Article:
For a large part, the fabric determines the character of the shirt. It affects how the shirt feels, looks and drapes. My formal shirts are often made from poplin or oxford pinpoint. I prefer more matte fabrics, so I do not own a lot of twill shirts.

For casual shirts, I wear a lot of oxford cloth, chambray, and denim. I do combine these shirts in more classical combinations, I often wear a denim shirt with a navy sport coat.

Where do you get the inspirations for your collection?

Movies and pictures from the ’50s and ’60s are a tremendous source of inspiration for me. One of the few positive effects of the COVID lockdown was that I had more time to watch movies. I became fascinated by the suits Alain Delon wore as his portrayal of Tom Ripley in Purple Noon. I instantly wanted his navy dupioni silk suit and off-white linen suit. 

At the time, I was reviewing the final sample of our sport coat and was searching for fabrics for the first collection. I decided to produce a navy dupioni silk sport coat. However, finding the right fabric was easier said than done; present-day silk has fewer slubs than that of the 60’s. When I finally found a vintage dupioni silk in a similar style, the stock only allowed me to produce a small series.

A lot of inspiration can also be found in the present day, for instance on social media. I closely follow some Florentine, Neapolitan, Korean and Japanese tailors. I am always interested to see how they differ in terms of style and cut. Furthermore, there are many menswear enthusiasts – within and outside the industry – who have excellent taste and make interesting choices. 

Observing people and craftsmen can really broaden your perspective in terms of cloth choice. I often notice a cloth that I wouldn’t necessarily have chosen myself, but seeing it being used in original ways makes me recognize its potential.

What is your personal recipe for dressing? What is your favorite business outfit? What is your favorite weekend outfit?

I have a rather conservative style and many of the outfits I wear are simple and classic. There are some traditional combinations – such as charcoal trousers with a navy sport coat – that I often fall back on. Such an outfit can easily be elevated by adding a patterned tie, a striped shirt, or a combination of the two.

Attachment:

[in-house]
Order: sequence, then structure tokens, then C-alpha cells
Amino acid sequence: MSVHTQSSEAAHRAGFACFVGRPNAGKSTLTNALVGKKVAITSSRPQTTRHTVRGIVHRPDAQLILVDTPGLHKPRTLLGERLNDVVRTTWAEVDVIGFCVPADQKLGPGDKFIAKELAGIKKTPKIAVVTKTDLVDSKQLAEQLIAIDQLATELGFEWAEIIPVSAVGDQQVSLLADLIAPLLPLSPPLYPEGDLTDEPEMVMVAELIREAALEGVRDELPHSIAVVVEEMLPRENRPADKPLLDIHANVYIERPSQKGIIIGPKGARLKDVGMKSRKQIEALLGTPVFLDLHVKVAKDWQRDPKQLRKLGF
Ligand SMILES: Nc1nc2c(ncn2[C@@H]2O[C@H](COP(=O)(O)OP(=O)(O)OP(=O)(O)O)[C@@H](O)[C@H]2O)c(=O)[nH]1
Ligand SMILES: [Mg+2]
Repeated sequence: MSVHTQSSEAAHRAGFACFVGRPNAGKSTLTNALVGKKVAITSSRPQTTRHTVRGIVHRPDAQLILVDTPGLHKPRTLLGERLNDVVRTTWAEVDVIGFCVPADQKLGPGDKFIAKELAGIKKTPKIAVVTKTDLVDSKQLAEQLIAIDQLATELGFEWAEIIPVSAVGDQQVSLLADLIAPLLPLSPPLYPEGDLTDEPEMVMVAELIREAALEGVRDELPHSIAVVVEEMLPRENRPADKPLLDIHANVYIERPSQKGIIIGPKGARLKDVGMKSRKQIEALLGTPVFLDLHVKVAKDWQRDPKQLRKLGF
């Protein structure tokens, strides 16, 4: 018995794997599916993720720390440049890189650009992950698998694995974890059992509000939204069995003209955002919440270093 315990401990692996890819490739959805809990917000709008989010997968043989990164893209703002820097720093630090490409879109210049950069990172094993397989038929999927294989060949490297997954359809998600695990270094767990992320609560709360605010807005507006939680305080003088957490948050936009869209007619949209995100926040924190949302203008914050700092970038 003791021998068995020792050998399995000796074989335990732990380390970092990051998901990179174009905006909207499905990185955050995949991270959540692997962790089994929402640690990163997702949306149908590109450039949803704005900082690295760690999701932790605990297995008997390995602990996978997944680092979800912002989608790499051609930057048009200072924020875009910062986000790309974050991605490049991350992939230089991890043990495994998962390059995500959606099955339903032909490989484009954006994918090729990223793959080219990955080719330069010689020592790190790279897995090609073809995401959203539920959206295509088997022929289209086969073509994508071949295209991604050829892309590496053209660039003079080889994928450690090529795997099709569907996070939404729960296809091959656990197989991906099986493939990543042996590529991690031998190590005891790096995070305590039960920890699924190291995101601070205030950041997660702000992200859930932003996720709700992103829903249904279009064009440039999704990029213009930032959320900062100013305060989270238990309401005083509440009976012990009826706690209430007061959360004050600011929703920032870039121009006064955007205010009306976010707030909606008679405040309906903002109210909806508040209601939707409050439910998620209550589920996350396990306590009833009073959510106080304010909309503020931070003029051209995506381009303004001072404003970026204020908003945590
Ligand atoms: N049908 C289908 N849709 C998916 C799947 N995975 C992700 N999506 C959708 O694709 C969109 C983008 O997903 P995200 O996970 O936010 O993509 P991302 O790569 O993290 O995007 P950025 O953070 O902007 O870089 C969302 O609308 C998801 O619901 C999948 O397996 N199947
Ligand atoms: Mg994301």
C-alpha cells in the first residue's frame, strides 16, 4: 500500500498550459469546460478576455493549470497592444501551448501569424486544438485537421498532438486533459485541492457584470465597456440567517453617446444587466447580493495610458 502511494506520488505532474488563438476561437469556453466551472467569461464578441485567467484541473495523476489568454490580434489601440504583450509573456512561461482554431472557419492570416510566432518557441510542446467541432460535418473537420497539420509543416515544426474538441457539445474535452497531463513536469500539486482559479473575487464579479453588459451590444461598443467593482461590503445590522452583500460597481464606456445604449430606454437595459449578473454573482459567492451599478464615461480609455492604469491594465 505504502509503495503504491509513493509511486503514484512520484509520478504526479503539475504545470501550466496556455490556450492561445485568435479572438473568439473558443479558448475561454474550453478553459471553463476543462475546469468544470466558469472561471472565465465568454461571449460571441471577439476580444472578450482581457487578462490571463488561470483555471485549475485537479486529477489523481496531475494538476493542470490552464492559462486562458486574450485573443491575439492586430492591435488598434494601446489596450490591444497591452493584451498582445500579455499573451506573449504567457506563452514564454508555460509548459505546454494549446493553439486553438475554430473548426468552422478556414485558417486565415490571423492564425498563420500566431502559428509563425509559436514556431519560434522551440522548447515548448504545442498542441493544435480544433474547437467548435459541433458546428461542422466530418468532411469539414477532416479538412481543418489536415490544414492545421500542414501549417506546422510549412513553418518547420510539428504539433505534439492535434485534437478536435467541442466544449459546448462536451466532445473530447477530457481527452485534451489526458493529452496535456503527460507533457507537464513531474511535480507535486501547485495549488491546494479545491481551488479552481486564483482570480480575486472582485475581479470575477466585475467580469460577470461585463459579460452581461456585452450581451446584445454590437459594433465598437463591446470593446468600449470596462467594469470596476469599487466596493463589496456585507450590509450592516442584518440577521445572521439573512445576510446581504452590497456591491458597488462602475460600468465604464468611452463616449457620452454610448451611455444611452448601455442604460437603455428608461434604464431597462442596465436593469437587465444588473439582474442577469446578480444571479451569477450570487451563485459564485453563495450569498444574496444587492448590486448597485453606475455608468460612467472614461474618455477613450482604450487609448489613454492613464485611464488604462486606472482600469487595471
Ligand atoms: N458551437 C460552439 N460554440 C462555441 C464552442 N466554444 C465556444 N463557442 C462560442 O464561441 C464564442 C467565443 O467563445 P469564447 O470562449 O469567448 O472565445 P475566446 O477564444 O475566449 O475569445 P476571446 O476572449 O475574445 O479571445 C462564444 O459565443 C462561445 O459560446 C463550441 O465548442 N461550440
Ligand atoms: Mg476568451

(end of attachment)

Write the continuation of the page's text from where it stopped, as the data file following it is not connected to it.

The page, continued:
Opting for a textured or patterned cloth is another way I enrich an otherwise simple combination. I recently found a beautiful sport coat in light brown herringbone summer tweed, which quickly became a favorite. For some reason, the texture of the cloth makes a simple outfit a bit more playful. 

It may come as no surprise that my favorite formal outfit is a pair of charcoal high twist wool – flannels in the winter – trousers, a navy sport coat and brown suede tassel loafers. This works with essentially any shirt and tie.

My casual style is influenced by two schools of thought. 

During my visits to Italy, I would often study the way some older men dressed. Their clothing is well-worn, roomy and sometimes a bit weathered. It all just seems so natural and unfabricated. This made me embrace linen fabrics and unconstructed jackets even more; I also ended up removing the collar stays in my shirts.

The second influence is the semi-casual style made famous by the Ivy League students in the 60s. Oxford cloth button down shirts, chinos, penny loafers and Harrington jackets are typical pieces from that era. These are all items you will find in my wardrobe.

My favorite casual outfit is probably a pair of Levi’s 1947s 501, a blue OCBD, my Barbour waxed coat and a pair of brown shell cordovan penny loafers.

What do you plan for your brand in the second half of this year?

There is certainly no shortage of ideas, but as a small company, we try to focus on introducing a few pieces each season.

I am very excited to announce that our tailoring collection will be available soon. In the coming weeks, we will launch two summer sport coats. Later this year the collection will be extended with a line of fall winter jackets.

Furthermore, we are also introducing high twist wool trousers to pair with our tailoring. A perfect material to wear throughout the year.

I have a few interesting ideas for winter shirting, but we’re still in the exploration phase. At the moment, I am testing some Japanese fabrics, to observe how they hold up after frequent wear and washing. Among these fabrics is a selvedge chambray which I will certainly introduce later this year, it’s such versatile material I’m convinced that my customers will love it.